Philly Youth Strikers helps kids score athletically and academically

ARDMORE, Pennsylvania (WPVI) — Bowling was in Timmothy Bolden’s name and blood. He grew up watching his parents bowl in a league and they eventually encouraged him to join his own youth league.

Bolden fell in love with the sport and played as an adult. But his hobby took a hit after a personal tragedy.

“My mother died,” he said. “And it hurt me so bad and I just got out of bowling.”

Years passed and Bolden’s wife suggested he take up the sport again. And before long they were having the same conversation as Bolden’s parents. They decided to enroll their own children in a youth league.

They settled on a program in Center Lanes that would eventually be discontinued. Despite this, the Boldens were very active with their children’s activities.

“The gentleman who was running the youth bowling league at the time allowed me to bring some ideas and programs to the league, and finally, after about a year, he allowed me to take over,” Bolden said.

As such, the program was renamed the “Philly Youth Strikers” and is now housed at Wynnewood Lanes in Ardmore, Pennsylvania. There, three Saturdays a month, kids can join Bolden and other trainers to hone their skills.

Bolden’s son Brandon was a member until he retired from the program. Under his father’s tutelage, Brandon continued the tradition of falling in love and finding success with bowling.

“The results and experience I got in college wouldn’t be there if it wasn’t for the Philly Youth Strikers,” Brandon said.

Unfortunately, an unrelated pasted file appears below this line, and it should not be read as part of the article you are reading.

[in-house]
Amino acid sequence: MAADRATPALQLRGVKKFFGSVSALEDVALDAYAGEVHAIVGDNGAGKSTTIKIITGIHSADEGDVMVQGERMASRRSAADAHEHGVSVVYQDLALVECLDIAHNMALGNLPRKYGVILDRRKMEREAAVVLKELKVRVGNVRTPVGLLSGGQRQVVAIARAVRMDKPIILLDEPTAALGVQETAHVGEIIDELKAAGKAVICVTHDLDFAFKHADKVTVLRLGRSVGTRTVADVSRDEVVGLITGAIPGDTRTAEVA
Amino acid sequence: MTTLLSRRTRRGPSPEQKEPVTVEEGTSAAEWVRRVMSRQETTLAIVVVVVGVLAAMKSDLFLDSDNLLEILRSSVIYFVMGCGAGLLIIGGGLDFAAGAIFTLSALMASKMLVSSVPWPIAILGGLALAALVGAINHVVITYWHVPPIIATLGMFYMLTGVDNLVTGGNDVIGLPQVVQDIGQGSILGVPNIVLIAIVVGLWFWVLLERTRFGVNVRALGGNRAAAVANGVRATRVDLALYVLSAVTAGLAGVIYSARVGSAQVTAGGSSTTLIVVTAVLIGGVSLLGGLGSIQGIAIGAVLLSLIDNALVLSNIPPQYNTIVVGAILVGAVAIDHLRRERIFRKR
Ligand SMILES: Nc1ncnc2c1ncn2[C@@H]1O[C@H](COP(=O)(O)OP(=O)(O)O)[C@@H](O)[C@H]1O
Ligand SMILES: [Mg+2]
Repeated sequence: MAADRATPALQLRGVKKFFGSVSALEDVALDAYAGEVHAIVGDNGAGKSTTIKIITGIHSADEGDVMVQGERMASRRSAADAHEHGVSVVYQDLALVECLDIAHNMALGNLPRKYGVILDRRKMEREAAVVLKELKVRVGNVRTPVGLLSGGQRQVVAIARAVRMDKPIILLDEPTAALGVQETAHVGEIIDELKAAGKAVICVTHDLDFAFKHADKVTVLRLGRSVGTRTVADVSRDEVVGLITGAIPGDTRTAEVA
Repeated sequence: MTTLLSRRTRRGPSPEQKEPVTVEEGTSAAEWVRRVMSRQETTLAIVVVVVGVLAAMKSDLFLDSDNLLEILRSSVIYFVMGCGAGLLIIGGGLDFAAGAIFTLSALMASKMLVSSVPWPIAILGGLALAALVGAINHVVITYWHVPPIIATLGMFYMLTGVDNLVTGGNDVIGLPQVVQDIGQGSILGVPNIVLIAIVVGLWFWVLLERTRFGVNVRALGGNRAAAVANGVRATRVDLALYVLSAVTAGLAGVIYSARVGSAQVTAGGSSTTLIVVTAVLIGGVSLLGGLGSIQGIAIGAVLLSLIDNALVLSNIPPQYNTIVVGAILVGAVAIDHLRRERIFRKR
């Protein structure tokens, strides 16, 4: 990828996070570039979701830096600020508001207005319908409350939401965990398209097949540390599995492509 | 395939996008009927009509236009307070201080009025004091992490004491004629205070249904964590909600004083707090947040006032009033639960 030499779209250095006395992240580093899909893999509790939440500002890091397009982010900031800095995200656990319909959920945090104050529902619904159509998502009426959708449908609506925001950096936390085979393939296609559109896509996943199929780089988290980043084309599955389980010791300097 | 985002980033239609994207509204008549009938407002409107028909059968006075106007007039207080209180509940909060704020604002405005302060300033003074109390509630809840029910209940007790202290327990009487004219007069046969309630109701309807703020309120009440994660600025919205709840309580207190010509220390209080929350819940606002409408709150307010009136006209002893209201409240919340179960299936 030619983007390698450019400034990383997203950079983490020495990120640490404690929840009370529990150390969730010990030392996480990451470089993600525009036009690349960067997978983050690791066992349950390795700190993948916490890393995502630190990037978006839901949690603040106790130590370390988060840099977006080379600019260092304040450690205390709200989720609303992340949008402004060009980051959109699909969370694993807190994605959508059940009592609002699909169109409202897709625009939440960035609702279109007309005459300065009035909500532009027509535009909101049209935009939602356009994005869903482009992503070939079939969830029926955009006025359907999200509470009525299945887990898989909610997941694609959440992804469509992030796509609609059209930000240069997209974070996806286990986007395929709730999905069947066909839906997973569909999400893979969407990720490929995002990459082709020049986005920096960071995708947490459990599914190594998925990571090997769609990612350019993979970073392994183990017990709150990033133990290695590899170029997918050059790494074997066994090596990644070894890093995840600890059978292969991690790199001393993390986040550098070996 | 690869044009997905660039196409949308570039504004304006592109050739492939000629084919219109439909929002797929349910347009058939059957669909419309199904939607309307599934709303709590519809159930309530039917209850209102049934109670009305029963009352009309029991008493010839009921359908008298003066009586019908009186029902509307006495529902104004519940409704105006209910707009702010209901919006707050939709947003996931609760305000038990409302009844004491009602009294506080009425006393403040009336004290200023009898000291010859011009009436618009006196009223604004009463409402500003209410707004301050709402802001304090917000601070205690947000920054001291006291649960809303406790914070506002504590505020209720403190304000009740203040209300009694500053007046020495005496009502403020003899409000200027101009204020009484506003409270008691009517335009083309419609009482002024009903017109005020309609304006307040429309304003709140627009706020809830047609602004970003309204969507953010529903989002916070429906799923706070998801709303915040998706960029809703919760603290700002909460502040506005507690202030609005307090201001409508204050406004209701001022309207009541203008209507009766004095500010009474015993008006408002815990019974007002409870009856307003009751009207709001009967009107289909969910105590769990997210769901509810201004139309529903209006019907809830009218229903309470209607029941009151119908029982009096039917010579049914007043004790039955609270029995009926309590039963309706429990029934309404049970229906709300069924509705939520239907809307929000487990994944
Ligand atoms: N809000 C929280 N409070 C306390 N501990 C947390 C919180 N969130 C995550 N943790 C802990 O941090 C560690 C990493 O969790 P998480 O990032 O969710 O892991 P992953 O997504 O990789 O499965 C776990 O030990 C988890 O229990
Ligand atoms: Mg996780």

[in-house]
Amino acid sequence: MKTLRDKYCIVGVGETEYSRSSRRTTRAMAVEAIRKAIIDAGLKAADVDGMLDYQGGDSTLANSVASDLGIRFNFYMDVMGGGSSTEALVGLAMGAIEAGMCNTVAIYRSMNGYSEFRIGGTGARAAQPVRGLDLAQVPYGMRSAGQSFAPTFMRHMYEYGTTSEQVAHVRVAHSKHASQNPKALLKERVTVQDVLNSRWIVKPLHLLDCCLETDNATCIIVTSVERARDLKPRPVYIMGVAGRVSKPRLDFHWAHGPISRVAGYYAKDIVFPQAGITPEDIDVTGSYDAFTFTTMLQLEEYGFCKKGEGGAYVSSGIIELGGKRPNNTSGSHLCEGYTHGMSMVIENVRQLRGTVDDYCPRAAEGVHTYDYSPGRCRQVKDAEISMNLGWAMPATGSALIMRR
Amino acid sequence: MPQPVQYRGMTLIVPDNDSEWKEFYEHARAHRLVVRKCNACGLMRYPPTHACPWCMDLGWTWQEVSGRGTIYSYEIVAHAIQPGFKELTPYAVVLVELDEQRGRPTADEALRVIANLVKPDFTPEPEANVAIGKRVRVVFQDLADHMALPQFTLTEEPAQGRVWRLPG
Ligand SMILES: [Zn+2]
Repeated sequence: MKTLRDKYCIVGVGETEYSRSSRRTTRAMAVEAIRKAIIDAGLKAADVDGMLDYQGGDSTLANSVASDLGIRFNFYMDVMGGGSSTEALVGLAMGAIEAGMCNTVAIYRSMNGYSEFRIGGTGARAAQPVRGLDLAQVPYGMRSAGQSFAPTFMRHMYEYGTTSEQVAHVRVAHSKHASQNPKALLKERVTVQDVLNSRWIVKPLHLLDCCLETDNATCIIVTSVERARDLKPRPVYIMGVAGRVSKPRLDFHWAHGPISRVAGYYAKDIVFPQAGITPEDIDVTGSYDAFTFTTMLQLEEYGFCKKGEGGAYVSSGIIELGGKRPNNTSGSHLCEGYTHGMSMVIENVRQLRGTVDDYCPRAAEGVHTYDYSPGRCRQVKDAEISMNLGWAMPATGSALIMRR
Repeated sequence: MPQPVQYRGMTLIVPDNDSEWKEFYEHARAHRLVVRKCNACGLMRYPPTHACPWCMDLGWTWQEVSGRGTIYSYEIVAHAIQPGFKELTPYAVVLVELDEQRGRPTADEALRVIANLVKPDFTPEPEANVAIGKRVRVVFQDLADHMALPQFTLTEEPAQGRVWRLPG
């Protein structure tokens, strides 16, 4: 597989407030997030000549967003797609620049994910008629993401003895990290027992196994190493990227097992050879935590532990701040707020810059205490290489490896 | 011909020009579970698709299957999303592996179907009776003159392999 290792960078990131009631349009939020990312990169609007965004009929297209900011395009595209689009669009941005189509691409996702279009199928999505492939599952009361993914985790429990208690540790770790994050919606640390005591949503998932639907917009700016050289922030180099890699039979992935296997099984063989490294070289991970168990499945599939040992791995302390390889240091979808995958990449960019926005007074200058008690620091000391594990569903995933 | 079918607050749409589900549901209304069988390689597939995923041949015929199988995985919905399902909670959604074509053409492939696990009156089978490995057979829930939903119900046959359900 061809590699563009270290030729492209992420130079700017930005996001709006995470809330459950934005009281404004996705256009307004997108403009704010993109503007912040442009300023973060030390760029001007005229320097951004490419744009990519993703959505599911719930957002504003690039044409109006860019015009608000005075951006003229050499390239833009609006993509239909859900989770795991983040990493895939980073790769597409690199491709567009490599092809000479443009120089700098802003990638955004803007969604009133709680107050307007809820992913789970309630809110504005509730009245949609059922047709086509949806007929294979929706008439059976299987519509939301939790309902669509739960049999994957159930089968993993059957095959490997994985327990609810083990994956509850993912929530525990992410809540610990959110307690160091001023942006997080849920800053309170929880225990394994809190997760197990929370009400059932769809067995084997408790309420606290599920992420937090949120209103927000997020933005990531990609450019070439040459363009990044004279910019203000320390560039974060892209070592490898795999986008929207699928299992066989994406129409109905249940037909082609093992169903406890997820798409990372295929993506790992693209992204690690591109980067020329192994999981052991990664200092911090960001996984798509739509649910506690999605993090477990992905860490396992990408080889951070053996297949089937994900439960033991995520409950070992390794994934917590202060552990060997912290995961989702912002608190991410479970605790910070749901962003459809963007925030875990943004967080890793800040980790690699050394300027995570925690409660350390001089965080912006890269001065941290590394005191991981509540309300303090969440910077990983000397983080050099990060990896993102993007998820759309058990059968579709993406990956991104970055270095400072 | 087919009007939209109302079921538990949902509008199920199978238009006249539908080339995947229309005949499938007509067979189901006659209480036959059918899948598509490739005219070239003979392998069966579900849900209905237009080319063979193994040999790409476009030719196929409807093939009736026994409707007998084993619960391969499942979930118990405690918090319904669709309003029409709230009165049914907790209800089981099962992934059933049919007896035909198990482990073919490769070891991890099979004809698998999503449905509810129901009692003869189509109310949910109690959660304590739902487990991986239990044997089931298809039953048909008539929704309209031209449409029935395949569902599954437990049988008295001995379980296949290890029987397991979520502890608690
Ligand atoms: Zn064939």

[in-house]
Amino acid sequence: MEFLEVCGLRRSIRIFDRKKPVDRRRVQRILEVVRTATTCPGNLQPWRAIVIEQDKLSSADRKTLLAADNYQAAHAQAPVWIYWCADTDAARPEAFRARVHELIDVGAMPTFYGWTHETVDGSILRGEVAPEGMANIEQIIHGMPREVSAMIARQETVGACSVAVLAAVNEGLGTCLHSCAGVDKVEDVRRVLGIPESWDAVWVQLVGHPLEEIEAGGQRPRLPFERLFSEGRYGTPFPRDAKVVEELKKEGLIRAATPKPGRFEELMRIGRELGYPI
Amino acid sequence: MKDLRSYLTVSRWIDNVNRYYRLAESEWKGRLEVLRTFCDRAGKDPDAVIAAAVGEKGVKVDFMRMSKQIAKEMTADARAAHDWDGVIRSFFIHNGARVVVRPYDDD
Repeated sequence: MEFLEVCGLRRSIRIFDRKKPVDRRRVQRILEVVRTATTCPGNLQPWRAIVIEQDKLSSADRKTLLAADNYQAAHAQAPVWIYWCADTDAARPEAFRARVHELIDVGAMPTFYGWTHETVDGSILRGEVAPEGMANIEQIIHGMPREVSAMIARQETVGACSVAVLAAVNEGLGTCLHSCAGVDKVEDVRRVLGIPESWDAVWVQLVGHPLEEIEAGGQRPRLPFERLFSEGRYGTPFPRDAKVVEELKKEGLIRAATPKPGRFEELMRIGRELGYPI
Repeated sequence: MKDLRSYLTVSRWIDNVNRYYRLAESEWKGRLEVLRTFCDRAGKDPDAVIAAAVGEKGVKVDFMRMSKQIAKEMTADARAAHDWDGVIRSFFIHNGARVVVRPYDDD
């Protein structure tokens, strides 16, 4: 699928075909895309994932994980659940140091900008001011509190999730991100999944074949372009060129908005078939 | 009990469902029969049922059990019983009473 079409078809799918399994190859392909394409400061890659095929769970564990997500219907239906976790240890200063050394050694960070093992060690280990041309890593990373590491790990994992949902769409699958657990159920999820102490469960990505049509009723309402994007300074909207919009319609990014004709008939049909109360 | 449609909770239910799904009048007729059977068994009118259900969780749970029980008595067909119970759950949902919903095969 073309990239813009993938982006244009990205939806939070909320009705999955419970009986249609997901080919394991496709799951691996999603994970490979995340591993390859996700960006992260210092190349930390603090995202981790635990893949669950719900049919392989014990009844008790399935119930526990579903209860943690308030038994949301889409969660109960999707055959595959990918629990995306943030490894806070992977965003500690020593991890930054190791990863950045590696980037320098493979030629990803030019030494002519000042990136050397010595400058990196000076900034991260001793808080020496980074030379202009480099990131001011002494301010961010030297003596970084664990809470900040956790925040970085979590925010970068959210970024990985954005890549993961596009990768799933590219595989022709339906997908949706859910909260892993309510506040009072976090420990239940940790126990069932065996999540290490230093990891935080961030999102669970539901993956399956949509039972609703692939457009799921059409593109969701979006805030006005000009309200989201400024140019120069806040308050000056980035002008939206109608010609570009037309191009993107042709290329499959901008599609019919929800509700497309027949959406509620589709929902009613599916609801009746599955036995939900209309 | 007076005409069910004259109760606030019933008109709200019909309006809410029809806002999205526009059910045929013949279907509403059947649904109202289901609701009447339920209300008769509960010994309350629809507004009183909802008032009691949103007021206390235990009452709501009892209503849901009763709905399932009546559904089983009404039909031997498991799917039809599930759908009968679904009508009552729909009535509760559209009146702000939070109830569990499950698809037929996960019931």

He and his friends enjoyed three years of championships with Central High School. Now Brandon comes back to help his father and interact with new students who have enrolled in the program.

Jaila Chandler, 15, said bowling was difficult at first, but she spent time and energy learning how to knock down the most pins at once.

“It taught me that even if you don’t get the result you want, you still get something,” she said. “I just use that for my motivation in life.”

In addition to learning life skills, students who are United States Bowling Congress youth players can earn scholarship money by being successful in tournaments.

“If you’re sanctioned as a juvenile, it goes to what’s called a smart account,” Bolden said. “And then when you graduate from high school and into high school, you can use that scholarship money for your tuition, books, and whatever else you need.”

Philly Youth Strikers has just started its season and is scheduled to run through April or May of 2023. To find out more, contact her at 267-972-3057 or

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